Best Supporting Actor
Sam Rockwell, Three Billboards Outside Ebbing, Missouri — although the movie itself is the subject of intense scrutiny by the film community for its cavalier handling of racism and police brutality, there is no question that Rockwell gives an off-the-hook brilliant performance. It is mostly a lead role, which always has an advantage in the race because it’s a fully realized performance, with its own arc.
Challenger: Willem Dafoe remains a threat for his work in The Florida Project. The film and the performance are very real, but he’s won so many awards partly because people like film and want to “give it something” and partly because Dafoe has been such a marvelous actor for so long and also never won an Oscar. Also people just like his performance and his character as protector of children and mothers, good and bad.
Best Supporting Actress
Alison Janney in I, Tonya remains the frontrunner heading into the race. Janney’s brand of evil in I, Tonya is so bad it bleeds into funny. She hates the world, hates almost everyone in it, and tolerates a parrot as her only friend. You can say a lot about this film and this character, but the one thing you can’t say is that she isn’t great in it.
Challenger: Laurie Metcalf in Lady Bird, who remains a threat. At first it seemed like voters would favor her because her character is so sympathetic and nice compared to Janney’s, but it’s harder for her to compete since her performance stems more from a reality-based place rather than a more stylized one.
Best Cast (Ensemble)
Frontrunner — Three Billboards Outside Ebbing, Missouri seems to be the frontrunner here because it has four acting nominations. But that doesn’t necessarily mean it will win this. If it does, that’s pretty big. But more likely they will spread the wealth, I figure. If they’re going to give Best Actress and Supporting Actor to Three Billboards, they’re probably going to give ensemble to something else. Last year, Denzel Washington and Viola Davis both won for Fences but Hidden Figures won ensemble. Birdman had three nominations but only took home ensemble. The last time a film won two SAG awards plus ensemble was The Help, the year The Artist went on to win Best Picture at the Oscars. It can happen but it’s rare. Something to keep in mind. Three Billboards is the kind of film that would usually win, however, as it has big names and a bravura cast across the board.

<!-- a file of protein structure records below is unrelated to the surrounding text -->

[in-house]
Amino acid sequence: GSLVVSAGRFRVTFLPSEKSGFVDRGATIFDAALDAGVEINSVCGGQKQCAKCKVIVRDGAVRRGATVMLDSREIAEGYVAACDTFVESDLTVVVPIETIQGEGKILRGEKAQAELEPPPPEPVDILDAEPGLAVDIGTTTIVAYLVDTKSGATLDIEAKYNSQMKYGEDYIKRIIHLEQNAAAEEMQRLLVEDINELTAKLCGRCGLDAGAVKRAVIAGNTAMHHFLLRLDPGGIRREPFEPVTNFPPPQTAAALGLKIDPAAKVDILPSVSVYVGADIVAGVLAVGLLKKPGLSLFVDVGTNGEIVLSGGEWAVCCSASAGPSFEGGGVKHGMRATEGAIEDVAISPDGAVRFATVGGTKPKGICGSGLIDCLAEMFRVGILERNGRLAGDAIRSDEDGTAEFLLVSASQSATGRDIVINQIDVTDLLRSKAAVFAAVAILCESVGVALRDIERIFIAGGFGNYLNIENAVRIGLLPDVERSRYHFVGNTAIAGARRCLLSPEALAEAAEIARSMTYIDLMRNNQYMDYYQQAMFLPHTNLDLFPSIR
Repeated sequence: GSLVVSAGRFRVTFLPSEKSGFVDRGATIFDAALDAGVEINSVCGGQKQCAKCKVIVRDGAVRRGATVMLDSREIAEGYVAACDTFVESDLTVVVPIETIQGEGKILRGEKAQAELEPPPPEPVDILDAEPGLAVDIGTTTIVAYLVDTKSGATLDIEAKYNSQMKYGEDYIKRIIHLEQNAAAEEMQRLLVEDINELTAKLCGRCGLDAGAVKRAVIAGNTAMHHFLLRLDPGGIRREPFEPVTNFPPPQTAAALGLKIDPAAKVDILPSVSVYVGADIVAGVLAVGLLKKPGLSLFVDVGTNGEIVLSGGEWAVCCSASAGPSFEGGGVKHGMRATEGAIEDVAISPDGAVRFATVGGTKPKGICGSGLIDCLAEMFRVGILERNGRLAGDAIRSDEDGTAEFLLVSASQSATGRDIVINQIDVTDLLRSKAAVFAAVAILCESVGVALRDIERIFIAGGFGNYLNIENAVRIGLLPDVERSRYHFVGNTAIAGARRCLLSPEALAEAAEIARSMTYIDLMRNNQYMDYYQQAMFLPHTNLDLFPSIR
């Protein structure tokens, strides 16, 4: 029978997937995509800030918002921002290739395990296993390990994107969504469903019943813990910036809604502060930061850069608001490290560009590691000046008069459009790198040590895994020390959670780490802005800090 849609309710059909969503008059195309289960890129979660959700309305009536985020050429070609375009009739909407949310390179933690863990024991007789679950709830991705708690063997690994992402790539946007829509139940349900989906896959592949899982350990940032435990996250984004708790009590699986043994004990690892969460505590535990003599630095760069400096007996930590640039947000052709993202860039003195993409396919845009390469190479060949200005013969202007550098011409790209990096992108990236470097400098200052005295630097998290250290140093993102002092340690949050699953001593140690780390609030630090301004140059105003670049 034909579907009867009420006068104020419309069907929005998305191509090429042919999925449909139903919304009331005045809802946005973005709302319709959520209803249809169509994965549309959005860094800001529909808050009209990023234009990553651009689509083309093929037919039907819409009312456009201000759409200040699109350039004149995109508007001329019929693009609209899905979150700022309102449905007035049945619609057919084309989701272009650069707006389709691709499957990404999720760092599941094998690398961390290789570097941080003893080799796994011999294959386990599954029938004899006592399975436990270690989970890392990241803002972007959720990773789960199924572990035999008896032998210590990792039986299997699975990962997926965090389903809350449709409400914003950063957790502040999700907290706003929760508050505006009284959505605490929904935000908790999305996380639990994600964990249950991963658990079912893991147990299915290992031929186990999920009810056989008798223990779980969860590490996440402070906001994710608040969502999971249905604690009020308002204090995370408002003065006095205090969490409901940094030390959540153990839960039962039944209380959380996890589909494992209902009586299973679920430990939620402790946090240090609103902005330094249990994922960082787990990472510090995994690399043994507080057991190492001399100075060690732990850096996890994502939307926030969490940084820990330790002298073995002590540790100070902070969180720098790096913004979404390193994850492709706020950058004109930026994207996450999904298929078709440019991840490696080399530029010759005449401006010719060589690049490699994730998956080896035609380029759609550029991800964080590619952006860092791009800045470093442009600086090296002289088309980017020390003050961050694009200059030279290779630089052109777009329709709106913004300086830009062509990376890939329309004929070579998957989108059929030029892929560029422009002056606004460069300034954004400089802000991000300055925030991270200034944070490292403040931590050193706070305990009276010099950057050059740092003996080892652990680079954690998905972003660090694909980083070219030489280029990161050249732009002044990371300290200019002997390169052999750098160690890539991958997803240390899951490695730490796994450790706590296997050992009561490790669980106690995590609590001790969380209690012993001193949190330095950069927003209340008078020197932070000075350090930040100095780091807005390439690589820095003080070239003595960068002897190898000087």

Challenger: Get Out — I think this has a pretty good chance to win here, even though the acting isn’t really what stands out so much as the writing and the directing. Lady Bird could certainly win, as it does have notable performances. It would win, more likely, because of the Time’s Up movement pushing it forward, as they will do for the PGA and Oscar. Hollywood will want to prove that yes, they DO award women. Mudbound is a film that really SHOULD win this, as it really does have the year’s best ensemble, or close to it. But it is a long shot. So is The Big Sick but it’s equally deserving. Great big cast with a few high profile stars is what SAG voters usually go for. I could very well see the voters going for this and giving Three Billboards the two SAG awards.